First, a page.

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For the science of human and animal health, see Health science.

Defined negatively, health is the absence of illness, functionally, as the ability to cope with everyday activities, or positively, as fitness and well-being. In any organism, health is a form of homeostasis. This is a state of balance, with inputs and outputs of energy and matter in equilibrium (allowing for growth). Health also implies good prospects for continued survival. In sentient creatures such as humans, health is a broader concept.

Many definitions of health have been offered from time to time. Webster's Dictionary defines health as "the condition of being sound in body, mind or spirit, especially freedom from physical disease or pain". The Oxford English Dictionary defines health as "soundness of body or mind; that condition in which its functions are duly and efficiently discharged". Dubos (1968) defined health as " a modus vivendi enabling imperfect men to achieve a rewarding and not too painful existance while they cope wiht an imperfect world".

However, the most widely accepted definition is that of the the World Health Organization Constitution. It states that health is "not merely the absence of disease and infirmity but a state of optimal physical, mental and social well being" (World Health Organization, 1946). In more recent years, this statement has been amplified to include the ability to lead a "socially and economically productive life". The WHO definition is not without criticism, mainly that it is too broad. Some argue that health cannot be defined as a state at all, but must be seen as a process of continuous adjustment to the changing demands of living and of the changing meanings we give to life. It is a dynamic concept. the WHO definition is therefore considered by many as an idealistic goal rather than a realistic proposition. Using the WHO definition classifies 70-95% of people as unhealthy. In spite of the above limitations, the concept of health as defined by WHO is broad and positive in its implications. It sets out a high standard for positive health. It represents the overall goal nations should strive to reach.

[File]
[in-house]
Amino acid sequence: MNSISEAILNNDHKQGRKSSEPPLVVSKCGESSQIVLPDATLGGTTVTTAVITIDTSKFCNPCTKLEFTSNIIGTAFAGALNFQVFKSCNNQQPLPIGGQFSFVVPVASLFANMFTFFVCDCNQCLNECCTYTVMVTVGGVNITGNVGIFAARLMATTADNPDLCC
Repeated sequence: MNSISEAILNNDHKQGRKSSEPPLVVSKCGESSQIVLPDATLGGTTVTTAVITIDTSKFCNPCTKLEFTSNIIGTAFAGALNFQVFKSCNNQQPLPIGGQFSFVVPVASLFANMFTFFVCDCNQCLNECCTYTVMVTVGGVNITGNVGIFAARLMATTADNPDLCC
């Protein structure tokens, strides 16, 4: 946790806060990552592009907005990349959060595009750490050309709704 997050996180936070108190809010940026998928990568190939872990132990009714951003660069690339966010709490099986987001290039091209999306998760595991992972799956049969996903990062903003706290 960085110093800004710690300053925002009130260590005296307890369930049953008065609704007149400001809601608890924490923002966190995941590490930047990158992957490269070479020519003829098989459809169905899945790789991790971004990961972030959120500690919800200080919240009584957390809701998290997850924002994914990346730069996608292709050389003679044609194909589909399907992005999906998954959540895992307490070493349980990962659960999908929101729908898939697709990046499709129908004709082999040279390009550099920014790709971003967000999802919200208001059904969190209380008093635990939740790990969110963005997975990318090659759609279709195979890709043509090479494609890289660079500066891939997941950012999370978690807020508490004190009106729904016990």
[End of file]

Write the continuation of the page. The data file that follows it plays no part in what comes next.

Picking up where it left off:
The most solid aspects of wellness that fit firmly in the realm of medicine are the environmental health, nutrition, disease prevention, and public health matters that can be investigated and assist in measuring well-being.

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Notes and references

  • World Health Organization, Constitution, World Health Organization, Geneva, 1946. Available online at Last Accessed October 24, 2005.
  • WHO (1979)Health for All, Sr. Nos. 1, 2
  • Dubos, R. (1965). Man Adapting, New Haven, Yale Univ. Press
  • Park, K. (1997). Park's TB of Preventive & Social Medicine, Banarsidas Bhanot Publishers, Jabalpur, India

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